Politics

Do Real Voters Believe in ‘Checks and Balances?’

Interviews with suburban voters near Harrisburg paints a mixed picture

Pennsylvania Sen. Patrick J. Toomey poses with a military-style Jeep during a campaign event at the Herbert W. Best VFW Post 928 in Folsom, Pa., in September. (Tom Williams/CQ Roll Call file photo)

CAMP HILL, Pa. — Sharon Sybrandt thinks Donald Trump is “fat,” ugly,” and a “whack job.” But her disgust with the Republican presidential nominee doesn’t mean she’ll vote against the GOP down ticket — to the relief of her home-state senator, Patrick J. Toomey.

“I will vote Republican for everyone else entirely to counteract Hillary,” said the 72-year-old former insurance regulator. The registered Republican and a resident of this well-to-do suburb of Harrisburg has a deep unease with Democrats — mainly because of their work on health care — and is worried what will happen if they once again control the White House and Congress.

“Checks and balances,” she said, “That’s what it’s always about.”

Voters like Sybrandt are why the GOP might yet hold its slim Senate majority. Senate Republicans, including Toomey, need voters to split their tickets to win, especially now that Trump’s support has slumped in the election’s final weeks. (In some polls, it’s outright collapsed.)

Recent interviews with nearly a dozen Camp Hill-area residents suggests that, at a minimum, voters at least see Toomey and Trump differently. In many cases, they said they would vote for the Republican senator and Democratic presidential nominee Hillary Clinton.

Toomey faces Democrat Katie McGinty in one of the closest Senate races of the year, a contest both sides think is effectively a dead heat with two weeks left before Election Day.  

And yet, conversations with these voters also revealed warning signs for Toomey and, by extension, other Senate Republicans on the ballot this year.

Some Republican Senate candidates, including Sens. Mark S. Kirk of Illinois, Kelly Ayotte of New Hampshire, and Rep. Joe Heck of Nevada, have said they won’t vote for Trump.

But Toomey has yet to say if he’ll vote for Trump (he’s ruled out supporting Clinton), a decision rooted, in part, in broadening his appeal to moderate voters. But his lack of support is a deep irritation to Trump supporters — including many of those interviewed Saturday.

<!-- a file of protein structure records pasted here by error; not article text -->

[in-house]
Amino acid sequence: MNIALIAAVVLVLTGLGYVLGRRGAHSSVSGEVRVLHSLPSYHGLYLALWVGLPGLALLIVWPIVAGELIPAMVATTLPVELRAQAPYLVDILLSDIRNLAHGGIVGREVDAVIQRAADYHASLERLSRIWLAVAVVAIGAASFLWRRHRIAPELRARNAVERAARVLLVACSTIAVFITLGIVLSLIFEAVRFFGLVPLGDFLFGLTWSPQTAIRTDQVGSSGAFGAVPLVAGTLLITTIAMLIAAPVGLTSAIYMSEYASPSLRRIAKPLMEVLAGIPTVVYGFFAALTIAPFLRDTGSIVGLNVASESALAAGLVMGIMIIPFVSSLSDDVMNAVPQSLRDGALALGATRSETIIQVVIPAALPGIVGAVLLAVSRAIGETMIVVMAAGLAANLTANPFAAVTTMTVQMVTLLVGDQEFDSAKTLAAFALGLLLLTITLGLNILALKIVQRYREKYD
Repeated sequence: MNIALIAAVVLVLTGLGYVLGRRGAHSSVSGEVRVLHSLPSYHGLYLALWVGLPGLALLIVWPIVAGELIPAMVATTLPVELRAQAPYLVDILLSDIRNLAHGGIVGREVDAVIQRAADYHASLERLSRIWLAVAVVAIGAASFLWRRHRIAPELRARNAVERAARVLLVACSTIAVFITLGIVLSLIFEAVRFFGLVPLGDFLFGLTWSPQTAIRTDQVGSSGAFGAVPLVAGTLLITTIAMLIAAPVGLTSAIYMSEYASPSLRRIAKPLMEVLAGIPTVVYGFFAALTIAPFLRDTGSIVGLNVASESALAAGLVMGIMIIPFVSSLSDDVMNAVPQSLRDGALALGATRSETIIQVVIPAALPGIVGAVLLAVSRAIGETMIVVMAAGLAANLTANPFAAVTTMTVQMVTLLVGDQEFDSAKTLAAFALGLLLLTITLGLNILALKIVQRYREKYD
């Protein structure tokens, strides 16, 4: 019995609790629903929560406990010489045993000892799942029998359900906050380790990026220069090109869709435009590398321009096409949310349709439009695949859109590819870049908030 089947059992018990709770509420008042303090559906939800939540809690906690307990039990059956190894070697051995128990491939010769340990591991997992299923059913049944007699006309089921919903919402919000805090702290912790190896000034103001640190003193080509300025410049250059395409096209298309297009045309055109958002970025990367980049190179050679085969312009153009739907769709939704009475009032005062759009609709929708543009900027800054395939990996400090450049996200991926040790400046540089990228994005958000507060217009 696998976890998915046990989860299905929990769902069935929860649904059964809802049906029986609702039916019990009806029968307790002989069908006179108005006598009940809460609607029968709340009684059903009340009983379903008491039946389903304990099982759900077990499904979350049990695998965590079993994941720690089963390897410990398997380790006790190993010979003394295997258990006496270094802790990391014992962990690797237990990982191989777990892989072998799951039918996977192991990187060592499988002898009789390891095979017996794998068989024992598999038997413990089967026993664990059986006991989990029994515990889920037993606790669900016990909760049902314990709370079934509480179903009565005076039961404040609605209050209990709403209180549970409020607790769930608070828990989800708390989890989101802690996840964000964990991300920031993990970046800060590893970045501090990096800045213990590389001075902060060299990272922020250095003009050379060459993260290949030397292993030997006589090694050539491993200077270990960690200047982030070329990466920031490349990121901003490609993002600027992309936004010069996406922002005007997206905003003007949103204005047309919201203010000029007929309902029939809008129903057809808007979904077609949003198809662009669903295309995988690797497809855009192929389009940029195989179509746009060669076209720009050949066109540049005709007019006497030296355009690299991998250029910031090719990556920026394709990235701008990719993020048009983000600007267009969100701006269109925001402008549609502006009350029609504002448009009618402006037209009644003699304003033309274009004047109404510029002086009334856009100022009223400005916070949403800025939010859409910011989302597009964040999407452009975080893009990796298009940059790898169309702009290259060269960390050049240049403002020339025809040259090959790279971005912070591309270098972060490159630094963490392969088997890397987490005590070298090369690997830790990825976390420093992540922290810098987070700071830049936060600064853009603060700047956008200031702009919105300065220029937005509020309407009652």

One man called Toomey’s position “childish;” another said he’d vote for the senator next month but would consider voting against him in the next Republican primary.

There was also a palpable sense that if Toomey announced before Election Day that he wasn’t voting for the party’s presidential nominee, he would lose support.

Hill Wessell, a 66-year-old who recently moved to Pennsylvania from California, said he plans to vote for Toomey on Nov. 8 — but not if the senator announced before then that he won’t vote for Trump.

“I might take back my vote,” Wessell said. “I’ll say, ‘OK, screw you.’ And if he does not get my vote, he’ll lose by default.”

“He needs to be told that I’m disgruntled that he’s not a supporter,” he added.

Toomey is receiving help in his effort to win re-election from Americans for Prosperity, part of the political network run by Charles and David Koch that has assembled an army of staffers to knock on the doors of swing voters in battleground states like Pennsylvania, Florida, and Nevada.

In Pennsylvania alone, they have five full-time and 10 part-time staffers who have made 1.8 million calls and knocked on 135,000 doors in opposition to McGinty, according to network officials. (One staffer quipped that he was already on his third pair of shoes this year because of how many miles he’s walked knocking on doors.)

Americans for Prosperity's chapter in Pennsylvania let a reporter accompany them as they contacted voters they identified as “persuadable” in the Senate race.

Camp Hill, where the group focused its door-knocking recently, is populated mostly by white, well-educated professionals who normally vote Republican but have defected en masse from Trump. Many of them also hold high-ranking jobs in the state government (Harrisburg, the state capital, sits just across the Susquehanna River): More than once, a man or woman who answered the door declined to talk because they worked for the state government.  

Even those who said they plan to vote for both Trump and Toomey said they see a major distinction between the two men.

“Pat Toomey is a man of character, as much as I’ve seen in some period of time,” said Tom Green, 53. “Trump is not.”

Said 76-year-old Larry Mavokovich:  “[Toomey’s] forthright and honest, and I don’t know about Trump being that.”

Not everyone was so sure they’d vote for Toomey.

In press releases and interviews, Democrats have focused on tying Republican Senate nominees to Trump. But they’ve also continued to criticize the GOP candidates on issues like entitlement programs, abortion rights, and other issues.

The attacks appear to have some resonance, especially those that attacked Toomey over his history of working on Wall Street.

“Toomey is wrapped up with Wall Street,” said Judy, who declined to give her last name. She said the senator didn’t represent “common people.”

“He seems too far above us to do anything for us,” she said.

Judy said she doesn’t know if she’s for Toomey or McGinty, or for that matter, Trump or Clinton. She’s deeply disappointed with all of her choices this year.

“I always said I would be remiss if I didn’t vote,” she said. “But I have no idea what I’m going to do when I get in the voting booth.”

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